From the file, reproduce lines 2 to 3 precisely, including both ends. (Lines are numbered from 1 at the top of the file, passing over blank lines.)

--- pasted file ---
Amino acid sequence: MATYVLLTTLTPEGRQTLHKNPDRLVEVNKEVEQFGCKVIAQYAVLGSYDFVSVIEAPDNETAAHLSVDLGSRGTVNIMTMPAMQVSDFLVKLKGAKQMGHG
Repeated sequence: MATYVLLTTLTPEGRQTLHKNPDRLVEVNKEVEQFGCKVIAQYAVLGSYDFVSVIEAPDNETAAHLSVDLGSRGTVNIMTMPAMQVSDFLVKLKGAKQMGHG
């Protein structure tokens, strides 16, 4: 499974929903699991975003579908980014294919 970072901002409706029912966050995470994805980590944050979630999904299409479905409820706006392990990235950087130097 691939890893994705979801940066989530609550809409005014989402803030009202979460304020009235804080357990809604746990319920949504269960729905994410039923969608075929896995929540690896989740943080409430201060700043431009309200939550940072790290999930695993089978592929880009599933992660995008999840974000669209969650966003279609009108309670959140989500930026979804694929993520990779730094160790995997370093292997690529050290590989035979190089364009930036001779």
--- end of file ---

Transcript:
Repeated sequence: MATYVLLTTLTPEGRQTLHKNPDRLVEVNKEVEQFGCKVIAQYAVLGSYDFVSVIEAPDNETAAHLSVDLGSRGTVNIMTMPAMQVSDFLVKLKGAKQMGHG
């Protein structure tokens, strides 16, 4: 499974929903699991975003579908980014294919 970072901002409706029912966050995470994805980590944050979630999904299409479905409820706006392990990235950087130097 691939890893994705979801940066989530609550809409005014989402803030009202979460304020009235804080357990809604746990319920949504269960729905994410039923969608075929896995929540690896989740943080409430201060700043431009309200939550940072790290999930695993089978592929880009599933992660995008999840974000669209969650966003279609009108309670959140989500930026979804694929993520990779730094160790995997370093292997690529050290590989035979190089364009930036001779």